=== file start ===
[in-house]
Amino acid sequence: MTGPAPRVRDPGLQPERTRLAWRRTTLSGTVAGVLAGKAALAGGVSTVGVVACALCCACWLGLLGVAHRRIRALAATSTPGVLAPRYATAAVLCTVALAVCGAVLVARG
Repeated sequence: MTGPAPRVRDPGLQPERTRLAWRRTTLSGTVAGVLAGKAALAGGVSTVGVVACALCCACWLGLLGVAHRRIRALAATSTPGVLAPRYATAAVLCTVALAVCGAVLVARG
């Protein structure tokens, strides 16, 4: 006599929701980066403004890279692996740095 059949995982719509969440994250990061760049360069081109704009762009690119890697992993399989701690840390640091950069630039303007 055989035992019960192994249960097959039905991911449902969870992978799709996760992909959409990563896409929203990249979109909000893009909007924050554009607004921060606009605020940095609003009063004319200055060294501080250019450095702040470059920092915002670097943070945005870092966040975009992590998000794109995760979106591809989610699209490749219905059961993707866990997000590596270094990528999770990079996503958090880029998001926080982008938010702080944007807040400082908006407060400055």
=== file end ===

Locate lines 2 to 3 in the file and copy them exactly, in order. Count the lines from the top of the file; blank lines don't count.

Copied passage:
Amino acid sequence: MTGPAPRVRDPGLQPERTRLAWRRTTLSGTVAGVLAGKAALAGGVSTVGVVACALCCACWLGLLGVAHRRIRALAATSTPGVLAPRYATAAVLCTVALAVCGAVLVARG
Repeated sequence: MTGPAPRVRDPGLQPERTRLAWRRTTLSGTVAGVLAGKAALAGGVSTVGVVACALCCACWLGLLGVAHRRIRALAATSTPGVLAPRYATAAVLCTVALAVCGAVLVARG